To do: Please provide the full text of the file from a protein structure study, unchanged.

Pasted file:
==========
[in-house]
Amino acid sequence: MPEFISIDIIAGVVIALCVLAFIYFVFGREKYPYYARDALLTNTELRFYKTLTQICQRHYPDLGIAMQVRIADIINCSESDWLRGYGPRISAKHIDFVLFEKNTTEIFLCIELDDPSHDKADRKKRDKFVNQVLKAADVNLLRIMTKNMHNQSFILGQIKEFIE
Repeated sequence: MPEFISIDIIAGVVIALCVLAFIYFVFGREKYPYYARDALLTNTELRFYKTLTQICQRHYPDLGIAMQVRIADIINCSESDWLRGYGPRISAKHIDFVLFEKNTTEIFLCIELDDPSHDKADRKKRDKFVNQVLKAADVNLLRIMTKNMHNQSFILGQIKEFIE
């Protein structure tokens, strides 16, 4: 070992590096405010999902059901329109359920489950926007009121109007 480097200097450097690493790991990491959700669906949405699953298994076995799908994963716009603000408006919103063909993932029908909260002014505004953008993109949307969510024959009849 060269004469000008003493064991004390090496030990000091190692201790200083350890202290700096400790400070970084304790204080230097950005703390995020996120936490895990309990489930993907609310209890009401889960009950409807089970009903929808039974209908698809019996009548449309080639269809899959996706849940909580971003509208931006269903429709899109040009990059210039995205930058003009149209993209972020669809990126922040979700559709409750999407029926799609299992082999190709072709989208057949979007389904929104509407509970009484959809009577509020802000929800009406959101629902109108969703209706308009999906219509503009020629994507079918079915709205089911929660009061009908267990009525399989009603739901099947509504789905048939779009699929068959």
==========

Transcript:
[in-house]
Amino acid sequence: MPEFISIDIIAGVVIALCVLAFIYFVFGREKYPYYARDALLTNTELRFYKTLTQICQRHYPDLGIAMQVRIADIINCSESDWLRGYGPRISAKHIDFVLFEKNTTEIFLCIELDDPSHDKADRKKRDKFVNQVLKAADVNLLRIMTKNMHNQSFILGQIKEFIE
Repeated sequence: MPEFISIDIIAGVVIALCVLAFIYFVFGREKYPYYARDALLTNTELRFYKTLTQICQRHYPDLGIAMQVRIADIINCSESDWLRGYGPRISAKHIDFVLFEKNTTEIFLCIELDDPSHDKADRKKRDKFVNQVLKAADVNLLRIMTKNMHNQSFILGQIKEFIE
């Protein structure tokens, strides 16, 4: 070992590096405010999902059901329109359920489950926007009121109007 480097200097450097690493790991990491959700669906949405699953298994076995799908994963716009603000408006919103063909993932029908909260002014505004953008993109949307969510024959009849 060269004469000008003493064991004390090496030990000091190692201790200083350890202290700096400790400070970084304790204080230097950005703390995020996120936490895990309990489930993907609310209890009401889960009950409807089970009903929808039974209908698809019996009548449309080639269809899959996706849940909580971003509208931006269903429709899109040009990059210039995205930058003009149209993209972020669809990126922040979700559709409750999407029926799609299992082999190709072709989208057949979007389904929104509407509970009484959809009577509020802000929800009406959101629902109108969703209706308009999906219509503009020629994507079918079915709205089911929660009061009908267990009525399989009603739901099947509504789905048939779009699929068959």